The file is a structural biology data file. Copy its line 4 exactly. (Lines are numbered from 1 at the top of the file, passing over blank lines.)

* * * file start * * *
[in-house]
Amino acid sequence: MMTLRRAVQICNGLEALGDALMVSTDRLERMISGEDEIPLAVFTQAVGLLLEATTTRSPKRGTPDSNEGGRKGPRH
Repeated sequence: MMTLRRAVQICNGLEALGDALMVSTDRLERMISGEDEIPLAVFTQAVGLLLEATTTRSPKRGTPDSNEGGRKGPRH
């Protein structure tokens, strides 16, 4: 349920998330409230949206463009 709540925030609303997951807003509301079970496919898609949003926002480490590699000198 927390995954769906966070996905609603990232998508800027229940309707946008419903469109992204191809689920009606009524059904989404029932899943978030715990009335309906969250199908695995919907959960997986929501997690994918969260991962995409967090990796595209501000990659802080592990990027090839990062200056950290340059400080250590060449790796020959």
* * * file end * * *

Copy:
């Protein structure tokens, strides 16, 4: 349920998330409230949206463009 709540925030609303997951807003509301079970496919898609949003926002480490590699000198 927390995954769906966070996905609603990232998508800027229940309707946008419903469109992204191809689920009606009524059904989404029932899943978030715990009335309906969250199908695995919907959960997986929501997690994918969260991962995409967090990796595209501000990659802080592990990027090839990062200056950290340059400080250590060449790796020959």